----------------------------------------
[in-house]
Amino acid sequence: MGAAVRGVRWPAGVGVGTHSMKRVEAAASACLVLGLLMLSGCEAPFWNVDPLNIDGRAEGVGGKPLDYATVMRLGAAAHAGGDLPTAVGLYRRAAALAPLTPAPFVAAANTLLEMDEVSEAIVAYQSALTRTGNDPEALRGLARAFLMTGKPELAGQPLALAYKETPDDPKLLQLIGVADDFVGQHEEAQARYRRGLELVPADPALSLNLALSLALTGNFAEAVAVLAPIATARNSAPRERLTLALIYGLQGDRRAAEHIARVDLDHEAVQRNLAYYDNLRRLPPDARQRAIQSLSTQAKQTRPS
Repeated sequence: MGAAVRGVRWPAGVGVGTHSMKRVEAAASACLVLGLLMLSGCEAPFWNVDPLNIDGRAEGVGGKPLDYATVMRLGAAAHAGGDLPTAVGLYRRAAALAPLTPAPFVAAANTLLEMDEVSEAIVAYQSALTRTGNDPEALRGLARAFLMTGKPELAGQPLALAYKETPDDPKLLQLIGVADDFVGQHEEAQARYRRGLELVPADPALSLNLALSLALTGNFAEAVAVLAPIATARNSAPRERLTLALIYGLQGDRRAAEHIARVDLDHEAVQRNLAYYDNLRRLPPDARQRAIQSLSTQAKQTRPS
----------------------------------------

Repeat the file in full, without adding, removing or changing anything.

[in-house]
Amino acid sequence: MGAAVRGVRWPAGVGVGTHSMKRVEAAASACLVLGLLMLSGCEAPFWNVDPLNIDGRAEGVGGKPLDYATVMRLGAAAHAGGDLPTAVGLYRRAAALAPLTPAPFVAAANTLLEMDEVSEAIVAYQSALTRTGNDPEALRGLARAFLMTGKPELAGQPLALAYKETPDDPKLLQLIGVADDFVGQHEEAQARYRRGLELVPADPALSLNLALSLALTGNFAEAVAVLAPIATARNSAPRERLTLALIYGLQGDRRAAEHIARVDLDHEAVQRNLAYYDNLRRLPPDARQRAIQSLSTQAKQTRPS
Repeated sequence: MGAAVRGVRWPAGVGVGTHSMKRVEAAASACLVLGLLMLSGCEAPFWNVDPLNIDGRAEGVGGKPLDYATVMRLGAAAHAGGDLPTAVGLYRRAAALAPLTPAPFVAAANTLLEMDEVSEAIVAYQSALTRTGNDPEALRGLARAFLMTGKPELAGQPLALAYKETPDDPKLLQLIGVADDFVGQHEEAQARYRRGLELVPADPALSLNLALSLALTGNFAEAVAVLAPIATARNSAPRERLTLALIYGLQGDRRAAEHIARVDLDHEAVQRNLAYYDNLRRLPPDARQRAIQSLSTQAKQTRPS